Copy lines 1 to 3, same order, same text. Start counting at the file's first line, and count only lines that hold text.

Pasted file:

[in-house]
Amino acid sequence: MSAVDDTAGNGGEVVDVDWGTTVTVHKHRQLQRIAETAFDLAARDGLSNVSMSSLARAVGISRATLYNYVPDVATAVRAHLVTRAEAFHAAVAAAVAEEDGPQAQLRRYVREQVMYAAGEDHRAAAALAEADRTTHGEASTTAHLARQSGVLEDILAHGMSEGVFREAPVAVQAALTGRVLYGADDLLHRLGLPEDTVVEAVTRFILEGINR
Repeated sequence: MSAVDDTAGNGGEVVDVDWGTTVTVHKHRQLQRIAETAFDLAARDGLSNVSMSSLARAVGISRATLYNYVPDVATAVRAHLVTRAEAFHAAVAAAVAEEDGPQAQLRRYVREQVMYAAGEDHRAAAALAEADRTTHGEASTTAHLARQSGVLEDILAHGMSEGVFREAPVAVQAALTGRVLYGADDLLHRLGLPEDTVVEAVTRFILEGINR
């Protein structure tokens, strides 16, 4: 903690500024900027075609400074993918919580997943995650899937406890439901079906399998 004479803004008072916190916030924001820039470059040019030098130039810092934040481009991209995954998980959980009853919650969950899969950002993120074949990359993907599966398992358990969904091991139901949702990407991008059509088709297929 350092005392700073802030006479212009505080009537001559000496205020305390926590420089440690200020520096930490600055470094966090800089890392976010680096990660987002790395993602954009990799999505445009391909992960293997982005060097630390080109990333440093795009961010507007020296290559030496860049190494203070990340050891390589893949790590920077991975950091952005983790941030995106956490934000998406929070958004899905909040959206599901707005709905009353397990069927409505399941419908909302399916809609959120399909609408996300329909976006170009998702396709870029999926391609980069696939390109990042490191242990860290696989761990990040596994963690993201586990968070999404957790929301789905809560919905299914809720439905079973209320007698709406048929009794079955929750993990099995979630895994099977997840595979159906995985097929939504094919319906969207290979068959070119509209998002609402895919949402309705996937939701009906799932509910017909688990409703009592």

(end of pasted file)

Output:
[in-house]
Amino acid sequence: MSAVDDTAGNGGEVVDVDWGTTVTVHKHRQLQRIAETAFDLAARDGLSNVSMSSLARAVGISRATLYNYVPDVATAVRAHLVTRAEAFHAAVAAAVAEEDGPQAQLRRYVREQVMYAAGEDHRAAAALAEADRTTHGEASTTAHLARQSGVLEDILAHGMSEGVFREAPVAVQAALTGRVLYGADDLLHRLGLPEDTVVEAVTRFILEGINR
Repeated sequence: MSAVDDTAGNGGEVVDVDWGTTVTVHKHRQLQRIAETAFDLAARDGLSNVSMSSLARAVGISRATLYNYVPDVATAVRAHLVTRAEAFHAAVAAAVAEEDGPQAQLRRYVREQVMYAAGEDHRAAAALAEADRTTHGEASTTAHLARQSGVLEDILAHGMSEGVFREAPVAVQAALTGRVLYGADDLLHRLGLPEDTVVEAVTRFILEGINR